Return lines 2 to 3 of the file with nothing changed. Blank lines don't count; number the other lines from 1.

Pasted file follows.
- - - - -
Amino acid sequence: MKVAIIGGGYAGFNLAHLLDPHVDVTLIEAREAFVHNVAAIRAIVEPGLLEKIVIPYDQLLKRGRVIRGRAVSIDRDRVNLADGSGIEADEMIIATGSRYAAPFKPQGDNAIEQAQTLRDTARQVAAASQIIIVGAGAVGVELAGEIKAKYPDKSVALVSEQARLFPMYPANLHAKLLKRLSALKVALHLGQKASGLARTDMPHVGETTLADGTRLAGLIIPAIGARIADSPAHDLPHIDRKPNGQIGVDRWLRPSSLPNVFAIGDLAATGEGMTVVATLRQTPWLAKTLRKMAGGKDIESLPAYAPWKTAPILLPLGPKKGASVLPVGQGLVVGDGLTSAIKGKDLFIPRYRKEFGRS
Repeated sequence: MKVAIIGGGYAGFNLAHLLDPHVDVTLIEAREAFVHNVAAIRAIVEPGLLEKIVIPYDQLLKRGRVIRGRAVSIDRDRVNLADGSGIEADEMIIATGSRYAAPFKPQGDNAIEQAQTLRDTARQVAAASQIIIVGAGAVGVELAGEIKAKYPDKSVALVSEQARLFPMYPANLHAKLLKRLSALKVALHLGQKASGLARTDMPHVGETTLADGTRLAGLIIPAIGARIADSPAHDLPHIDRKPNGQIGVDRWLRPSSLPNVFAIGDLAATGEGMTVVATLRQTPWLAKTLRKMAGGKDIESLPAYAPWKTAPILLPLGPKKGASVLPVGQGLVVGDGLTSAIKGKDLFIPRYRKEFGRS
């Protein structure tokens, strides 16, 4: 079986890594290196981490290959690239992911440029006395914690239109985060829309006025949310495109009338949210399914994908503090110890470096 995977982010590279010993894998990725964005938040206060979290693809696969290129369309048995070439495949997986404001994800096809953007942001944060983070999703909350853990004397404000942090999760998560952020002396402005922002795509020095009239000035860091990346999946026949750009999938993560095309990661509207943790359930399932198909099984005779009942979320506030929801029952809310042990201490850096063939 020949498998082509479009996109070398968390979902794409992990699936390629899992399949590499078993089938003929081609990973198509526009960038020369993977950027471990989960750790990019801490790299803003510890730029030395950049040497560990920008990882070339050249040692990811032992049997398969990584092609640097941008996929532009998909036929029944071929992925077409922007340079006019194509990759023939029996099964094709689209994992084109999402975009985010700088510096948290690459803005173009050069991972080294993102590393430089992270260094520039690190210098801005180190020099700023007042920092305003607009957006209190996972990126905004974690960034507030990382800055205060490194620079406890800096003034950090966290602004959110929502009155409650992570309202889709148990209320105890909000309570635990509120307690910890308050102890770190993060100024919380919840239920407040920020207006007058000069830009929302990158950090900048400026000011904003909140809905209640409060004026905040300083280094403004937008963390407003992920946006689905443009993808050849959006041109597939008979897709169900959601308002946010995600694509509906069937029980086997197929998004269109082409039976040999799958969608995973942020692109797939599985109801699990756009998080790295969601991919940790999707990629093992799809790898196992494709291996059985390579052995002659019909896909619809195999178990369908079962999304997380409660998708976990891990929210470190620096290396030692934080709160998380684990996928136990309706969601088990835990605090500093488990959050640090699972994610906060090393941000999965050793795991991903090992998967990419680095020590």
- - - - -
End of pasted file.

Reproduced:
Repeated sequence: MKVAIIGGGYAGFNLAHLLDPHVDVTLIEAREAFVHNVAAIRAIVEPGLLEKIVIPYDQLLKRGRVIRGRAVSIDRDRVNLADGSGIEADEMIIATGSRYAAPFKPQGDNAIEQAQTLRDTARQVAAASQIIIVGAGAVGVELAGEIKAKYPDKSVALVSEQARLFPMYPANLHAKLLKRLSALKVALHLGQKASGLARTDMPHVGETTLADGTRLAGLIIPAIGARIADSPAHDLPHIDRKPNGQIGVDRWLRPSSLPNVFAIGDLAATGEGMTVVATLRQTPWLAKTLRKMAGGKDIESLPAYAPWKTAPILLPLGPKKGASVLPVGQGLVVGDGLTSAIKGKDLFIPRYRKEFGRS
């Protein structure tokens, strides 16, 4: 079986890594290196981490290959690239992911440029006395914690239109985060829309006025949310495109009338949210399914994908503090110890470096 995977982010590279010993894998990725964005938040206060979290693809696969290129369309048995070439495949997986404001994800096809953007942001944060983070999703909350853990004397404000942090999760998560952020002396402005922002795509020095009239000035860091990346999946026949750009999938993560095309990661509207943790359930399932198909099984005779009942979320506030929801029952809310042990201490850096063939 020949498998082509479009996109070398968390979902794409992990699936390629899992399949590499078993089938003929081609990973198509526009960038020369993977950027471990989960750790990019801490790299803003510890730029030395950049040497560990920008990882070339050249040692990811032992049997398969990584092609640097941008996929532009998909036929029944071929992925077409922007340079006019194509990759023939029996099964094709689209994992084109999402975009985010700088510096948290690459803005173009050069991972080294993102590393430089992270260094520039690190210098801005180190020099700023007042920092305003607009957006209190996972990126905004974690960034507030990382800055205060490194620079406890800096003034950090966290602004959110929502009155409650992570309202889709148990209320105890909000309570635990509120307690910890308050102890770190993060100024919380919840239920407040920020207006007058000069830009929302990158950090900048400026000011904003909140809905209640409060004026905040300083280094403004937008963390407003992920946006689905443009993808050849959006041109597939008979897709169900959601308002946010995600694509509906069937029980086997197929998004269109082409039976040999799958969608995973942020692109797939599985109801699990756009998080790295969601991919940790999707990629093992799809790898196992494709291996059985390579052995002659019909896909619809195999178990369908079962999304997380409660998708976990891990929210470190620096290396030692934080709160998380684990996928136990309706969601088990835990605090500093488990959050640090699972994610906060090393941000999965050793795991991903090992998967990419680095020590």